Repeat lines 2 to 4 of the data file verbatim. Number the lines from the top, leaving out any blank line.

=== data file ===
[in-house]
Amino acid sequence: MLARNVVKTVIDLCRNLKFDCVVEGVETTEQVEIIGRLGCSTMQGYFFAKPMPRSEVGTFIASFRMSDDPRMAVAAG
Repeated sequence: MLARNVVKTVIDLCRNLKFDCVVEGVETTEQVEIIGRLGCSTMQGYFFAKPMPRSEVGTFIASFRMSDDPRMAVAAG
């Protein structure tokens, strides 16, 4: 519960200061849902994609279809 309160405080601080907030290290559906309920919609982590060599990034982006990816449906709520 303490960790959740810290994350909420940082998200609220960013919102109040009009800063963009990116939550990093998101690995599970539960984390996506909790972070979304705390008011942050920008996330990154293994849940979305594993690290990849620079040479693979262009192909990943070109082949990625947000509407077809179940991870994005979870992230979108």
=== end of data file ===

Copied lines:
Amino acid sequence: MLARNVVKTVIDLCRNLKFDCVVEGVETTEQVEIIGRLGCSTMQGYFFAKPMPRSEVGTFIASFRMSDDPRMAVAAG
Repeated sequence: MLARNVVKTVIDLCRNLKFDCVVEGVETTEQVEIIGRLGCSTMQGYFFAKPMPRSEVGTFIASFRMSDDPRMAVAAG
């Protein structure tokens, strides 16, 4: 519960200061849902994609279809 309160405080601080907030290290559906309920919609982590060599990034982006990816449906709520 303490960790959740810290994350909420940082998200609220960013919102109040009009800063963009990116939550990093998101690995599970539960984390996506909790972070979304705390008011942050920008996330990154293994849940979305594993690290990849620079040479693979262009192909990943070109082949990625947000509407077809179940991870994005979870992230979108």